<– Part 196 – April 21, 1918 | Part 197 – April 28, 1918 | Part 198 – May 5, 1918


Diagram of the Zeebrugge raid

On April 22, a squadron of five Austro-Hungarian destroyers encountered four Allied ones in the Adriatic and traded shots; the HMS Hornet was seriously damaged, but the Central Powers were forced to withdraw.

The next day, Guatemala declared war on Germany. In the North Sea, the British launched a raid on Zeebrugge Harbor in Belgium. They were attempting to prevent Imperial German Navy access to the harbor by sinking large ships to block it, but two of the ships were dropped in the wrong place, and the Germans were able to clear it in a matter of days.

The German Spring Offensive continues, as the Germans rush to bring men from the now-ended Eastern Front to the West before American reinforcements are enough to turn the tide of war. On April 4, a second battle was fought at Villers-Bretonneux as part of Operation Georgette. An artillery barrage the night of the 23/24 was followed by the German infantry taking. Scouting tanks on both sides engaged one another in the first tank battle, as three German tanks encountered three British; however, two of the British tanks were of the “female” type, having only machine guns, as opposed to the “male” tanks with a larger gun. The Germans damaged the two light tanks, but the British “male” tank was able to hit the lead German tank. The British then counterattacked, retaking the town. 10,400 German casualties and 15,500 Allied casualties were the results.

From April 25-26, the offensive saw fighting at Kemmelberg. A French division was able to relieve the British forces but was then pushed back by the German Fourth Army. Despite this, the Allied line held.

Gavrilo Princip, the assassin of the Austro-Hungarian Archduke Franz Ferdinand, died in Terezín prison of tuberculosis on April 28. Terezín, an Austro-Hungarian fortress mainly used for political prisoners, is in the midst of Czech lands.

In Persia, the British took Kifri, but have begun shifting troops west to support the Sinai/Palestine offensive.

<– Part 195 – April 14, 1918 | Part 196 – April 21, 1918 | Part 197 – April 28, 1918

Operation Georgette continues, with the German Fourth Army attacked towards Kemmelberg April 17, but called off the attack April 19 after a strong defense by the British.

The Red Baron

The Sixth Army attacked the British towards Bethune April 18, but likewise were repulsed.

The famed German aviator, Manfred von Richthofen, the “Red Baron,” was shot down April 21 over Vaux-sur-Somme and killed. He is the “ace of aces,” with 80 confirmed combat wins.

At Van, in Turkey, the Armenians were finally forced to withdraw, as control of the city switches yet again

<– Part 194 – April 7, 1918 | Part 195 – April 14, 1918 | Part 196 – April 21, 1918

“Backs to the Wall” order

Fighting at Lys began April 9 as the German Sixth Army began an advance towards Estaires. The advance progressed over 9 miles before finally being halted by floods of British reinforcements. On the 10th, the Sixth Army took Armentières.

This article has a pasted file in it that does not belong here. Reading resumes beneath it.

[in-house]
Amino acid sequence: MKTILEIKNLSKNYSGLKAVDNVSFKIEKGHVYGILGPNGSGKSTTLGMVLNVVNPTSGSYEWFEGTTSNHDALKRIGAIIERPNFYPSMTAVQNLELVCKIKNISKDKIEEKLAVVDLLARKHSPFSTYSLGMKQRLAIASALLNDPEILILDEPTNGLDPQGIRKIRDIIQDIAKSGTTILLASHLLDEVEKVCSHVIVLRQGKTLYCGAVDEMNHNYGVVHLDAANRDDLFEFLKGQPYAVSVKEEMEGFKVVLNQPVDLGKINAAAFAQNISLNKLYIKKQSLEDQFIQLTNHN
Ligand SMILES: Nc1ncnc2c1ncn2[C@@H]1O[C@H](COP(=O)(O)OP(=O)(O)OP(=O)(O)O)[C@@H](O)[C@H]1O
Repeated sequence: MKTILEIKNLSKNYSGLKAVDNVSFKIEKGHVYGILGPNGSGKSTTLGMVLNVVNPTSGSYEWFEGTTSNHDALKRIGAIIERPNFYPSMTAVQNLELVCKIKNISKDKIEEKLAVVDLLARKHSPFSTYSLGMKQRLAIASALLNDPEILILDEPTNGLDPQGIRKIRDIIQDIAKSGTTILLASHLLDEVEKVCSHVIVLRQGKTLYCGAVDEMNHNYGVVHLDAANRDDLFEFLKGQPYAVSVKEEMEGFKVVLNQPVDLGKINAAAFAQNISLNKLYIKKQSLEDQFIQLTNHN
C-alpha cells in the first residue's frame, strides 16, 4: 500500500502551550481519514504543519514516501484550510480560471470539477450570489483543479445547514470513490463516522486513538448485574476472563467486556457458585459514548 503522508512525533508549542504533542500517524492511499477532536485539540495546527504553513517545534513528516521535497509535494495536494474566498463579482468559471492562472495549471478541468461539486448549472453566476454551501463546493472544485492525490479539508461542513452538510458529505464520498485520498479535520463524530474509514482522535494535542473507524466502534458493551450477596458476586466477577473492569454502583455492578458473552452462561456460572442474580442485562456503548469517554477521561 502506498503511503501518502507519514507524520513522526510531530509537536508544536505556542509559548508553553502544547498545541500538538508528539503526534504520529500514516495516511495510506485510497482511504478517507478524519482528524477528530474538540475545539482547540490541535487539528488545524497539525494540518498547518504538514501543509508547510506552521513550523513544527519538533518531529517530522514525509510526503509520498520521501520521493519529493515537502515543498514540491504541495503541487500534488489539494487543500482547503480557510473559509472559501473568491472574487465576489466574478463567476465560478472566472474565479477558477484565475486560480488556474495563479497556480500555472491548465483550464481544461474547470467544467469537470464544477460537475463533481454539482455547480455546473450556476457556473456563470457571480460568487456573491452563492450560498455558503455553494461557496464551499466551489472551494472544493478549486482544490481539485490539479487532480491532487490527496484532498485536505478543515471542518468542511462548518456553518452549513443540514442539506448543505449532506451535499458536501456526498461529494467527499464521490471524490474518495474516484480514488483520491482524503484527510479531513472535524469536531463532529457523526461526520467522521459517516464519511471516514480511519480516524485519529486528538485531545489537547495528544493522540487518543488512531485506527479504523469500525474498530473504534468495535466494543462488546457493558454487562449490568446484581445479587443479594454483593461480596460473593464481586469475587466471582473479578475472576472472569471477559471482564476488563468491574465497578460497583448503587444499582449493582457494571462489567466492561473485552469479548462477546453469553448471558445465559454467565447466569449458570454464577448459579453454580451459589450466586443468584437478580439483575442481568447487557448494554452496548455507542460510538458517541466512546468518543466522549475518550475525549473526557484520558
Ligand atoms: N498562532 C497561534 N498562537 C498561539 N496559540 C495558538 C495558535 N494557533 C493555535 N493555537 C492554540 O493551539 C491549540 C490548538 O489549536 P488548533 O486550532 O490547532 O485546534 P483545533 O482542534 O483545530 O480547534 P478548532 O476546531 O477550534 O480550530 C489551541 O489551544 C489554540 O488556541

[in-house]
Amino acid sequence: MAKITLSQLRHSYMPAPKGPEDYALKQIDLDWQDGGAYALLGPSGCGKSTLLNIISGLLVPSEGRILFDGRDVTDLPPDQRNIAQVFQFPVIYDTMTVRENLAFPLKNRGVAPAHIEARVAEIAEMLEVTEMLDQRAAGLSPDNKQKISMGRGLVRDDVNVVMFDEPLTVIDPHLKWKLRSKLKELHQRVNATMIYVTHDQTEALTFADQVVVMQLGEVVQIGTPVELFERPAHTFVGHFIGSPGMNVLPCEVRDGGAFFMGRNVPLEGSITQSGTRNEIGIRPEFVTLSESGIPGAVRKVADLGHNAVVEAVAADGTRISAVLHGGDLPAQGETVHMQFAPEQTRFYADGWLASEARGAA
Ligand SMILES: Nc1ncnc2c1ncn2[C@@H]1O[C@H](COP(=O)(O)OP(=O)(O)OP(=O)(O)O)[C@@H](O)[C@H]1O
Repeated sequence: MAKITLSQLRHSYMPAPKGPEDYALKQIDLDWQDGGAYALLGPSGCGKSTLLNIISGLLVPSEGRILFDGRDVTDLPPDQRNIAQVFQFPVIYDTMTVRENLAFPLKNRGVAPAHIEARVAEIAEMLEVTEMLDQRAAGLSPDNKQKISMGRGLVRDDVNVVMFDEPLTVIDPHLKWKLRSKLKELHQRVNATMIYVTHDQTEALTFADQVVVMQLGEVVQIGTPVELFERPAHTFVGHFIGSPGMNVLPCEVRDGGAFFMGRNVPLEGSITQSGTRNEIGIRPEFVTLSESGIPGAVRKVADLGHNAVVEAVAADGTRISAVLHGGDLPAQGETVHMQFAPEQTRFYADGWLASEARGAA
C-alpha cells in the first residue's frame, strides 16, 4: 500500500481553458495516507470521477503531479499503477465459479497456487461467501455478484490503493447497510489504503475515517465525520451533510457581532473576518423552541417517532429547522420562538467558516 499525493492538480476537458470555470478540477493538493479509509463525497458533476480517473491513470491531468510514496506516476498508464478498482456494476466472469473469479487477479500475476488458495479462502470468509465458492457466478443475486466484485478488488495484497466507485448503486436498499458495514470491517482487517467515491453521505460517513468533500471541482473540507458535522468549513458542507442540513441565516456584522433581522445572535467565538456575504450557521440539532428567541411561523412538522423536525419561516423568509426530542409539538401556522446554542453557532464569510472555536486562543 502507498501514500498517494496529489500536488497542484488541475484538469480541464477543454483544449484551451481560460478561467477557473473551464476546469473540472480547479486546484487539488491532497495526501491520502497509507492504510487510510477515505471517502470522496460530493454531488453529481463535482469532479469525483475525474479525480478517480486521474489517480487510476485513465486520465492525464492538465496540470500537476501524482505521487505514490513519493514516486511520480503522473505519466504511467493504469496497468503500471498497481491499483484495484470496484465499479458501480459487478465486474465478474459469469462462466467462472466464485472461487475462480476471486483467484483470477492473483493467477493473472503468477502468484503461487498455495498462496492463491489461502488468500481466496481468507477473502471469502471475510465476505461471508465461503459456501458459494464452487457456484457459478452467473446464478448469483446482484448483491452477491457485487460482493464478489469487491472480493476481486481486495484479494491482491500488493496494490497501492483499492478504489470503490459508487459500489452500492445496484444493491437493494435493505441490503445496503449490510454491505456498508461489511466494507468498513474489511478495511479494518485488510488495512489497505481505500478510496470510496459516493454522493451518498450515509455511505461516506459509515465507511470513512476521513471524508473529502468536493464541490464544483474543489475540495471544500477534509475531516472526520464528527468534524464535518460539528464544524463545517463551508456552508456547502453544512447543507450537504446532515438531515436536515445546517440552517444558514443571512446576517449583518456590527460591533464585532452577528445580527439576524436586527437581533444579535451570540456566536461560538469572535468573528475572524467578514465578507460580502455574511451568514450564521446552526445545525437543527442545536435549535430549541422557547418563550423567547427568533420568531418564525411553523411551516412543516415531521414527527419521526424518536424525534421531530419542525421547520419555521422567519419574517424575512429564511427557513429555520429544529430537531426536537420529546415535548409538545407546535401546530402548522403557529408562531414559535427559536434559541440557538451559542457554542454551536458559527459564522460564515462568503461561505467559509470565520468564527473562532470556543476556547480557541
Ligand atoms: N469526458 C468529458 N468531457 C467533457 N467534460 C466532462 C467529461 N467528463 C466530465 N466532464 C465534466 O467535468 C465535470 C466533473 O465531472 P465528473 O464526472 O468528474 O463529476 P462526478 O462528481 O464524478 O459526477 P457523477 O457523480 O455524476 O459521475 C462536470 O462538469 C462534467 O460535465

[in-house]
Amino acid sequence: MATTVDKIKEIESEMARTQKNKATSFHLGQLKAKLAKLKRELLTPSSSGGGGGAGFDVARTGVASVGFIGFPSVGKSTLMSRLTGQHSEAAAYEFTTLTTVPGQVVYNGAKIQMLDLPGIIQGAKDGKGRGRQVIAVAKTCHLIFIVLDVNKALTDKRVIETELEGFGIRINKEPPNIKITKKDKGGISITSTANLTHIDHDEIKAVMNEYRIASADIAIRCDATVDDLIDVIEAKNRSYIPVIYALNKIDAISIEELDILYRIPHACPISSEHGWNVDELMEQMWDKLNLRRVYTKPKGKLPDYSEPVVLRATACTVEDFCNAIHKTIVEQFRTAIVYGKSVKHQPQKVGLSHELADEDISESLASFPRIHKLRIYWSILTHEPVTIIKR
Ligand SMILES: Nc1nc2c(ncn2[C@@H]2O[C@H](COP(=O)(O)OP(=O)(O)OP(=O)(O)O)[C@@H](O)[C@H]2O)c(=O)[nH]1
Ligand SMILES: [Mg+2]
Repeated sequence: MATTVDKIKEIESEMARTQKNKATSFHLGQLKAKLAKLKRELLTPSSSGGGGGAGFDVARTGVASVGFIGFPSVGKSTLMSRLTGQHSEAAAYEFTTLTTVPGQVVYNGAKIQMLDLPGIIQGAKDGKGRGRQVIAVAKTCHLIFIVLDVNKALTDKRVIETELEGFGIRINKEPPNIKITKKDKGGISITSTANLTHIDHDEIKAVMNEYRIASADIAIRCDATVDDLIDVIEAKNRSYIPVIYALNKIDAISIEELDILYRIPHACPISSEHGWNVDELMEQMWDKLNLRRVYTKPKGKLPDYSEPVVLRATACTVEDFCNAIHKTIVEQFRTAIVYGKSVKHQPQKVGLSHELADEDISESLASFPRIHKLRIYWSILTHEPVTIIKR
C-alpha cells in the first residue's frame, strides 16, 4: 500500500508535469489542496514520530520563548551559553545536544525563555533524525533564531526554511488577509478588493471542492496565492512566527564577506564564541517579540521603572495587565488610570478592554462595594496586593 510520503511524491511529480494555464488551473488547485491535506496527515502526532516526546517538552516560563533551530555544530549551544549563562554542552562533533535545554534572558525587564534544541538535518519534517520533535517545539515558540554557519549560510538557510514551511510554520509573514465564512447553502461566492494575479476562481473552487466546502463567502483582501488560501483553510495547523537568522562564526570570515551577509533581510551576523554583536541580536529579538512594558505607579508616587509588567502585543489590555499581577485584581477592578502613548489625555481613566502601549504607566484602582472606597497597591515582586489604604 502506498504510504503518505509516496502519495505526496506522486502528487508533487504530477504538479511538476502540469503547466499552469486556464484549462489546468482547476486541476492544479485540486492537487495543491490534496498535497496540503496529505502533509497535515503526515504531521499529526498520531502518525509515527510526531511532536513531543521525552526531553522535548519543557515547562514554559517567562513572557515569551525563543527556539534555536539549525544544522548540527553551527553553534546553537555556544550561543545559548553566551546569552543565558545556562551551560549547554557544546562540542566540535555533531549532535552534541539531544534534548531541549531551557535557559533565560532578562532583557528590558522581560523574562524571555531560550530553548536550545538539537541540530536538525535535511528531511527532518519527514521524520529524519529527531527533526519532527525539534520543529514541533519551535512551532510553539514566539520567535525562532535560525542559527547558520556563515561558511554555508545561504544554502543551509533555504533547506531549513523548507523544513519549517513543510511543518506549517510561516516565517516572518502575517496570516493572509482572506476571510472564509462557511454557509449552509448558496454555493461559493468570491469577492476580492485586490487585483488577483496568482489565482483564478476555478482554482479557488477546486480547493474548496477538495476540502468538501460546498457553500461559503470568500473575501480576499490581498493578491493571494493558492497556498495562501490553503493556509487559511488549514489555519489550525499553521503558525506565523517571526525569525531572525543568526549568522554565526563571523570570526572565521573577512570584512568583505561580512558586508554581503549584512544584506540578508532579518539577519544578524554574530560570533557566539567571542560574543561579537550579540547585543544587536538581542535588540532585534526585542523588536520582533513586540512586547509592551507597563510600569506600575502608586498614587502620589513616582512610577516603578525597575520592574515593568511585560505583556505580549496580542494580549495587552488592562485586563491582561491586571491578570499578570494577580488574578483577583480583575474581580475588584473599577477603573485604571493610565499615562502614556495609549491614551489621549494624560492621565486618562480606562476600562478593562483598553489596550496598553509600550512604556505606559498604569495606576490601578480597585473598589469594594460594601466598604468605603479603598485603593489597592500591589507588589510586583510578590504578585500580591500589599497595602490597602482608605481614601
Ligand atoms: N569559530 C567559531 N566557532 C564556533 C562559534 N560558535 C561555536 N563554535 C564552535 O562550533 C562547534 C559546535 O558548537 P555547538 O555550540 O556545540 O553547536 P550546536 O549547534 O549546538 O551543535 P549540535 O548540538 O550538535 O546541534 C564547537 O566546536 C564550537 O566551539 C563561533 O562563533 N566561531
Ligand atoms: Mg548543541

At Messiness, the German Fourth Army took Messines, advancing 2 miles on a 4 mile front. The following day, the British situation “desperate,” General Haig issued his famous “backs to the wall” order (pictured to right).

On April 12, the German Sixth Army attacked south towards Hazebrouck, a key depot 6 miles south. They were stopped the next day at Melville, still 3 miles from their destination. Forces at Passchendaele were withdrawn, although the Germans did not discover this for several days.

April 13 saw a German thrust towards the middle, Bailleul, though British reinforcements arriving are slowing the German advance. However, fighting continues all across the front.

Ottokar Czernin

April 14, Austria-Hungary’s Foreign Minister, Ottokar Czernin, resigned following the “Sixtus Affair,” named after the Austrian Emperor’s brother-in-law, Prince Sixtus of Bourbon-Parma. On March 24 of last year, Sixtus was authorized by the Emperor to begin negotiations with the Allies for a separate peace, seeing the war entering its 4th year of massive casualties. The peace fell through, due to German refusal to participate in handing over Alsace-Lorraine, liberate Serbia, and give Constantinople to Russia (difficult, following the civil war). As Clemenceau was introduced as the new French Prime Minister, Czernin blamed him for the war ongoing; Clemenceau, in return, published the secret “Sixtus Letter,” forcing the Austro-Hungarian emperor to reassure his allies that the letter was a fake, and Czernin unauthorized to negotiate. Czernin, betrayed and on the edge of a nervous breakdown, resigned.

<– Part 193 – March 31, 1918 | Part 194 – April 7, 1918 | Part 195 – April 14, 1918

The month began with British combining the Royal Flying Corps and the Royal Naval Air Service into the new Royal Air Force.

At Amman, British forces were ordered to withdraw on April 2, having destroyed miles of railway, but failing to deal a more serious blow.

The first stage of Germany’s massive offensive at the Somme, Operation Michael, ended April 7. Although advancing 40 miles, they failed to reach their objectives, despite a near-victory towards Amiens at the Avre. Altogether, the offensive saw a loss of 240,000 Germans and 260,000 Allied troops. Operation Georgette was launched that same day, with an attack towards the Lys River. An artillery bombardment began earlier this evening.

Isolated cases on influenza continue popping up around the United States.